Even though the outdoor propane gas grills now take up the most space in the lawn and garden department of stores, charcoal barbecues are still going strong. Nothing can beat the tradition or the flavor of cooking on a charcoal-powered barbecue grill. The thin stamped-metal versions that look like a metal ball when the lid is on are still available, but there are many more styles available as well. Charcoal grills come in all shapes and sizes, from the little disposable models that are ready to be lit, used and thrown away after use, to large grills capable of cooking huge amounts of food.
The smallest charcoal grills are the disposable types. These grills are made out of disposable aluminum roasting pans with a thin aluminum grill surface. They come with a wire stand and are prefilled with charcoal that is already saturated in starting fluid. These units work great for a couple who would just like to grill a few hot dogs or hamburgers for an impromptu picnic.
The standard round stamped-steel barbecue grill with a dome lid is probably the most recognized charcoal barbecue grill. It comes in a box and has legs that need to be assembled before use. The surface area is typically large enough to cook for a small family get-together. Some units have plastic wheels to make it easier to move the barbecue. The grill surface is steel and, on most models, adjustable for height to keep it off the coals.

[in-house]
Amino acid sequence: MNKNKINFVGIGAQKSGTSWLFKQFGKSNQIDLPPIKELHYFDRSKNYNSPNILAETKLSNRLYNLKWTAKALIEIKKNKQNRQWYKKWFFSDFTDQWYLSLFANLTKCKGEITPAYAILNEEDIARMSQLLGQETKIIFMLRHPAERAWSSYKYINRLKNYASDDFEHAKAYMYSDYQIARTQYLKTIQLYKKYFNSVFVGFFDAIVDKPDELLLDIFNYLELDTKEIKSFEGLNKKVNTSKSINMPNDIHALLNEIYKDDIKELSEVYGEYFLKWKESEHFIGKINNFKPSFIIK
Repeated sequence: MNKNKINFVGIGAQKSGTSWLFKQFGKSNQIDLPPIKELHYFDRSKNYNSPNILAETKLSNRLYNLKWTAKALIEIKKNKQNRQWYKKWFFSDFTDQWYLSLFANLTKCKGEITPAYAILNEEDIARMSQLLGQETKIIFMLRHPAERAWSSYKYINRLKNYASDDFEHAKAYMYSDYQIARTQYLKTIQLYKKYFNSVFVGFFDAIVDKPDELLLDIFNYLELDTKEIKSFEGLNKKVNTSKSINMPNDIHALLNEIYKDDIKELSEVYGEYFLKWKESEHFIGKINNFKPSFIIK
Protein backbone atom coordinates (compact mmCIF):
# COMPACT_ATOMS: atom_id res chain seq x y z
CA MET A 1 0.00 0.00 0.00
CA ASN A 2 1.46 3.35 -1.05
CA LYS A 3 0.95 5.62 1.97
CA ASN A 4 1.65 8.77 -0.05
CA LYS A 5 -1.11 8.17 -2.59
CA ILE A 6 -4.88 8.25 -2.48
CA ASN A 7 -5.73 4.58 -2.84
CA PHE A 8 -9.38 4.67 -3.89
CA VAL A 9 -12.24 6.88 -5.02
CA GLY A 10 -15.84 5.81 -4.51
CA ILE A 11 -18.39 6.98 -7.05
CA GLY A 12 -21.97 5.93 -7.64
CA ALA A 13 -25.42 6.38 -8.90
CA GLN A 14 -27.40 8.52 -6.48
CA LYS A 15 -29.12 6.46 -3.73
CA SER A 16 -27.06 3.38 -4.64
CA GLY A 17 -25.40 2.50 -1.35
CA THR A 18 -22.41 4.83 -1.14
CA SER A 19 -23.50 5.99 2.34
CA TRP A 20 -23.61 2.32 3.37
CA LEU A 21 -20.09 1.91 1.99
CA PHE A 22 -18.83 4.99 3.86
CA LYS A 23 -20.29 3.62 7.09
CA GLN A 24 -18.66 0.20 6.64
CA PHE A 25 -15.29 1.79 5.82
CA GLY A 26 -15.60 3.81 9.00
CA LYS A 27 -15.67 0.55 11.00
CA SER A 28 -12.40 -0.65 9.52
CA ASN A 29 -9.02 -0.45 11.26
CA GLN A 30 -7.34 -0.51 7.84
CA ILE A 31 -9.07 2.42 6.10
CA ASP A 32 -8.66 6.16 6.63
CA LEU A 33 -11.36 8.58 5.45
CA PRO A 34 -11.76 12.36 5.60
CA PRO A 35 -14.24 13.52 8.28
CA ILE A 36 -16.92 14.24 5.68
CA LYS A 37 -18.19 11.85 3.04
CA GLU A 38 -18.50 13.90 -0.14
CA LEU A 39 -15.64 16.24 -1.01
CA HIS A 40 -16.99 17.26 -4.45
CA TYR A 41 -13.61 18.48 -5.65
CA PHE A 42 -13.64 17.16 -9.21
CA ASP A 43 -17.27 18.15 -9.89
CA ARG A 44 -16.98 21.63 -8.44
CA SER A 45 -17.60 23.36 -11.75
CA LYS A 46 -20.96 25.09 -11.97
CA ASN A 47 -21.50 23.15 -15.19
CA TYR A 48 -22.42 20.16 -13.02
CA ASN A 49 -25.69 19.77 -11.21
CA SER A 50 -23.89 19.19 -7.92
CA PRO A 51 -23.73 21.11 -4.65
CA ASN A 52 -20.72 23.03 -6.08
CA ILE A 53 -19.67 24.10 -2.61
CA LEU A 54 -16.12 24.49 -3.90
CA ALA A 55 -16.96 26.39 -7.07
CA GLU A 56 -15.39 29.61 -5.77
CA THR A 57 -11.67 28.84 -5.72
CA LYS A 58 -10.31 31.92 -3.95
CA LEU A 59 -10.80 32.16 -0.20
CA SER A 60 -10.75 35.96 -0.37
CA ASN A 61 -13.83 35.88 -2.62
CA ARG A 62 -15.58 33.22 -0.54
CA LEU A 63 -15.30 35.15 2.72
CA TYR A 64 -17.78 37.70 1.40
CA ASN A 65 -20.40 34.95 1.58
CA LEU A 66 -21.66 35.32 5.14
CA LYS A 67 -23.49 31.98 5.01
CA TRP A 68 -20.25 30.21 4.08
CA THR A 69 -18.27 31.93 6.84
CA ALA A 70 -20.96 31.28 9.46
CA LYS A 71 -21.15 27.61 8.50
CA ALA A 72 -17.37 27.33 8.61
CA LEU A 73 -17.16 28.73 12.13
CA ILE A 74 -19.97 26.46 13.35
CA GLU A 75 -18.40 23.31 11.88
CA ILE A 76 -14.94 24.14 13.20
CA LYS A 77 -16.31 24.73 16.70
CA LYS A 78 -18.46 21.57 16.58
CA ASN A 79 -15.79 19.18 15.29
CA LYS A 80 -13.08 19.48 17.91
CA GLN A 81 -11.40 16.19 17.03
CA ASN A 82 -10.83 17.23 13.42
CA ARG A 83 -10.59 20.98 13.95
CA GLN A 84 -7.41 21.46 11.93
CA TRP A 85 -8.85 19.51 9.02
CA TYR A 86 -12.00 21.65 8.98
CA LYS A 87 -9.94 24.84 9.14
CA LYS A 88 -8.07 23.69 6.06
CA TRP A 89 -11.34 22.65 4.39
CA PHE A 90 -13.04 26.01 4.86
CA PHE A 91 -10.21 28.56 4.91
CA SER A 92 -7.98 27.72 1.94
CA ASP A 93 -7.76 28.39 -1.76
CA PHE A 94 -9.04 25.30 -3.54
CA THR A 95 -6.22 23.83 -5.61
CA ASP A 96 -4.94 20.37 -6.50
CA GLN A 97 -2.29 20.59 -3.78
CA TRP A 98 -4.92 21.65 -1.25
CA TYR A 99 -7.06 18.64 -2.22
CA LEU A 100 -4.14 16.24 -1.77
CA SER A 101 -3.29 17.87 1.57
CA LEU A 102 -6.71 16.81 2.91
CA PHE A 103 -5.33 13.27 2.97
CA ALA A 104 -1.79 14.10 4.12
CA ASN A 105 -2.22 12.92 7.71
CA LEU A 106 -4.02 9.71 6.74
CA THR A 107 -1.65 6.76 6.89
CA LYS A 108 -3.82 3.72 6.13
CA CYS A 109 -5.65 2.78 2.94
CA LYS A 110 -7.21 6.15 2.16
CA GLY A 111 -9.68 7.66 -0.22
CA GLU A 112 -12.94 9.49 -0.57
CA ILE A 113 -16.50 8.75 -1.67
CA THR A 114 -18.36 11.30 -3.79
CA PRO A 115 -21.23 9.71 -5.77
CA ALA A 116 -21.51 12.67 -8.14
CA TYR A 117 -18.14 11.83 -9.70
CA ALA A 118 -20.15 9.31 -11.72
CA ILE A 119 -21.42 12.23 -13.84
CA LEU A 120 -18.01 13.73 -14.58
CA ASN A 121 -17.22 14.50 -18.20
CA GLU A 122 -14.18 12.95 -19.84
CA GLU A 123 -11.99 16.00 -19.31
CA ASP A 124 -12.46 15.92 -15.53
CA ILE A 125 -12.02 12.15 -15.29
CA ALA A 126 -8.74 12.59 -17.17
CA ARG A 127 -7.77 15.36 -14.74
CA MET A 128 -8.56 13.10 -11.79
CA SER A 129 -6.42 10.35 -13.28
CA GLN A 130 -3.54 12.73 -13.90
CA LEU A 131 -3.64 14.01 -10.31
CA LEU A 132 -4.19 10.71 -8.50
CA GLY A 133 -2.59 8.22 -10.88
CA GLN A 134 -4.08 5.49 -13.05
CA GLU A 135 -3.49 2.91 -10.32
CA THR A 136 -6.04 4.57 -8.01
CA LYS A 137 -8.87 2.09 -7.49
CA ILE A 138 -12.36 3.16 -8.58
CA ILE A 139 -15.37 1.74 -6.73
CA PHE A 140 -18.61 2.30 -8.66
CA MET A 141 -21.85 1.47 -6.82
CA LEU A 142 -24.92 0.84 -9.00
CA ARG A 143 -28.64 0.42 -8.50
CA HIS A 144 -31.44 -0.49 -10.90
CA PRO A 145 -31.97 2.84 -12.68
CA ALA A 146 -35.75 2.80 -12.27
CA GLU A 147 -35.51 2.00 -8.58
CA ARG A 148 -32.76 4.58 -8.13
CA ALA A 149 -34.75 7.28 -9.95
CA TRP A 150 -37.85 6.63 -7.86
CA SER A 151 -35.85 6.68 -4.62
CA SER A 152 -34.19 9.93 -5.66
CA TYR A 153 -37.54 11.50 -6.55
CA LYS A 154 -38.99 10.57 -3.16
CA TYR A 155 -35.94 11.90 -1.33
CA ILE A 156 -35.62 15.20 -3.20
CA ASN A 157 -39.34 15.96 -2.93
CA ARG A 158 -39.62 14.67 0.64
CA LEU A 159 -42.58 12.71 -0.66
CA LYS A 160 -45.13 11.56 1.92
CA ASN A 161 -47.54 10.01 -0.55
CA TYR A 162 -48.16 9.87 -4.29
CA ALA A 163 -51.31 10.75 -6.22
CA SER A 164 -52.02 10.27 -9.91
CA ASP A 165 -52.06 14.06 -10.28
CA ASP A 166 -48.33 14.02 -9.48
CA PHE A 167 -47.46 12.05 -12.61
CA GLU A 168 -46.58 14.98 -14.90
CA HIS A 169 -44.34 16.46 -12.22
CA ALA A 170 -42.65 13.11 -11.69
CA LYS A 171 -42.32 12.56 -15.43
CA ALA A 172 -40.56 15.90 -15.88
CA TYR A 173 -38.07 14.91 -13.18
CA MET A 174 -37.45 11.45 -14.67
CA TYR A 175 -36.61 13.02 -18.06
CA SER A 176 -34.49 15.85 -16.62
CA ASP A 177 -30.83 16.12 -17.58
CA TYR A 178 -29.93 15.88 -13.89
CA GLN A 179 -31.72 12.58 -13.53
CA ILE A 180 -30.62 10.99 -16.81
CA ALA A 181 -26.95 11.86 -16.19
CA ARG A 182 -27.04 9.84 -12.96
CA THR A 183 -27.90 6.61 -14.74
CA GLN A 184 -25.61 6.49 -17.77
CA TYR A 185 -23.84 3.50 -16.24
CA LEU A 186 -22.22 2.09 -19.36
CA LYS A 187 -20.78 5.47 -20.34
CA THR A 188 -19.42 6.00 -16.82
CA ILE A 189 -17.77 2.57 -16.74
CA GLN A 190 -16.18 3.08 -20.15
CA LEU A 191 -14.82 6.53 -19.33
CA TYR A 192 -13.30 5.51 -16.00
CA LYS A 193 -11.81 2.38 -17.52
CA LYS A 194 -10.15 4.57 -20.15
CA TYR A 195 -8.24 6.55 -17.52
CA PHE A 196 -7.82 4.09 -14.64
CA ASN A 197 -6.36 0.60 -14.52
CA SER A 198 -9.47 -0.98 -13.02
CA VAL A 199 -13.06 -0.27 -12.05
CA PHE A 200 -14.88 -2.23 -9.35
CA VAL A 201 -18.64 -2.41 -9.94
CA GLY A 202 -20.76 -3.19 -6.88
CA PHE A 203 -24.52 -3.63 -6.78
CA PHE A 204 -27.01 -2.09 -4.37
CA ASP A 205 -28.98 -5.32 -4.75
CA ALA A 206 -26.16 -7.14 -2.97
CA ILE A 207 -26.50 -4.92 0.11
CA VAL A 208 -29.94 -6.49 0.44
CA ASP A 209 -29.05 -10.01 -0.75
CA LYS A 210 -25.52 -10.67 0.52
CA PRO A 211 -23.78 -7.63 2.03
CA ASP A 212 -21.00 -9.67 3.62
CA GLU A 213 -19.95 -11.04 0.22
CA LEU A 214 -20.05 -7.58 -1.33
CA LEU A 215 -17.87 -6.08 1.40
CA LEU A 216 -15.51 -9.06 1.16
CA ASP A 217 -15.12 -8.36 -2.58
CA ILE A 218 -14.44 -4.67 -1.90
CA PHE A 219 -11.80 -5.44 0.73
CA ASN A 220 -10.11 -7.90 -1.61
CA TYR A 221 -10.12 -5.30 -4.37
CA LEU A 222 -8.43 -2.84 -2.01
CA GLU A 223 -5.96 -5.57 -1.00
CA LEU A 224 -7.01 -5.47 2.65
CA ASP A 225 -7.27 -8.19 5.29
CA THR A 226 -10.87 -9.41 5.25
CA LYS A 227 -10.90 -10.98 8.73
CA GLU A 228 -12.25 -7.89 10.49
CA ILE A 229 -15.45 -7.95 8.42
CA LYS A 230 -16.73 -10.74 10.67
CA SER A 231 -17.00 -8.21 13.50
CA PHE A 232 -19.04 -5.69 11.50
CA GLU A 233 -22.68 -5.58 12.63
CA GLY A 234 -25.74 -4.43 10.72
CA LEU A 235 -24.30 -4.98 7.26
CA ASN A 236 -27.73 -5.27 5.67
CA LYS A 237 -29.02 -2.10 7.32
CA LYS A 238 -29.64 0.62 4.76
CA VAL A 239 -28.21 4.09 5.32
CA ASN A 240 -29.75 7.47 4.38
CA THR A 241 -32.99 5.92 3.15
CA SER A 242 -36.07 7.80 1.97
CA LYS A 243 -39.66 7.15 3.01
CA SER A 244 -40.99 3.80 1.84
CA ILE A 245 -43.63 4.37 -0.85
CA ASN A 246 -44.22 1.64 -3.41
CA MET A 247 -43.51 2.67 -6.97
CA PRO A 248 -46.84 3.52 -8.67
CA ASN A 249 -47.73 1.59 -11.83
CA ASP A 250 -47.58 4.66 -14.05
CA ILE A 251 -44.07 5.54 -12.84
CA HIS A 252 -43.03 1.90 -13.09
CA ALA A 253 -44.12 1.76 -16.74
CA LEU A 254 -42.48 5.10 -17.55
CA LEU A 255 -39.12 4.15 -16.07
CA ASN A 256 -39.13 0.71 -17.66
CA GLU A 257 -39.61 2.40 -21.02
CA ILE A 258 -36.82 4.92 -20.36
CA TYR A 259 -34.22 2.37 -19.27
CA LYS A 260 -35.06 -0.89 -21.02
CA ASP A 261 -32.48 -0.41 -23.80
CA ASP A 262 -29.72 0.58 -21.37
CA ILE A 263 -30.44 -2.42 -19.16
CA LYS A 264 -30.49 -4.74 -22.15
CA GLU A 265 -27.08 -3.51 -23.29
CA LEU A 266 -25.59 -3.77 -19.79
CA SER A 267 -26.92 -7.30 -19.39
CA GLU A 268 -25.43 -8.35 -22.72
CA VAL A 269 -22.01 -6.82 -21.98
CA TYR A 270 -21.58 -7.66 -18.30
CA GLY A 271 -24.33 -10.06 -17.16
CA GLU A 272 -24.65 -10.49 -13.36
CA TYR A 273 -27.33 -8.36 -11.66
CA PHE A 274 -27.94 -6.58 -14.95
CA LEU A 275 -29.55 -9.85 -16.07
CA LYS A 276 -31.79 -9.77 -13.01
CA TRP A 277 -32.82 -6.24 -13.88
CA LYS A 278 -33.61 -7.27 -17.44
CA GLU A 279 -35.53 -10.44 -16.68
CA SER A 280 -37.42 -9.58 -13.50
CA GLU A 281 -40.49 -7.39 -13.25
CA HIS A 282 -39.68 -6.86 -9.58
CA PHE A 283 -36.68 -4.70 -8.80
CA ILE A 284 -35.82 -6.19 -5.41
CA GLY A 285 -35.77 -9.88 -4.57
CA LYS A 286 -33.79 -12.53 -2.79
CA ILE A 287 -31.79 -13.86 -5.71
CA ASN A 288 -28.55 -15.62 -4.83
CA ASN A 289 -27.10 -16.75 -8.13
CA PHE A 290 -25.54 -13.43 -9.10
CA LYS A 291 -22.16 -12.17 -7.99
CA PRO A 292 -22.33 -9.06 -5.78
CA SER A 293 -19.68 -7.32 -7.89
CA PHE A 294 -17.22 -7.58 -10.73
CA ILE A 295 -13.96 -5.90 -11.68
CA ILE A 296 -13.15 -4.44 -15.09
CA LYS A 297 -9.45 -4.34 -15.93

Large grills are made from steel with steel lids. Some are large enough to require a chimney to dissipate the smoke from the grill. Commercial units of this type are usually towed on a trailer behind a vehicle to get them to the grilling location. These are used for large parties such as graduations and reunions. They require large amounts of charcoal or wood to fuel them.
A major part of the grilling experience lies in the taste the charcoal imparts to the meat. Cooking on gas-powered grills is not even a close second to the flavor of cooking over charcoal. Charcoal is not coal but rather wood that is pressed into briquettes and heated to very high temperatures in a container without oxygen. The wood chars but does not burn. It turns into charcoal. Experts use the least amount of starting fluid to get the coals burning, which gives the best flavor to grilled foods.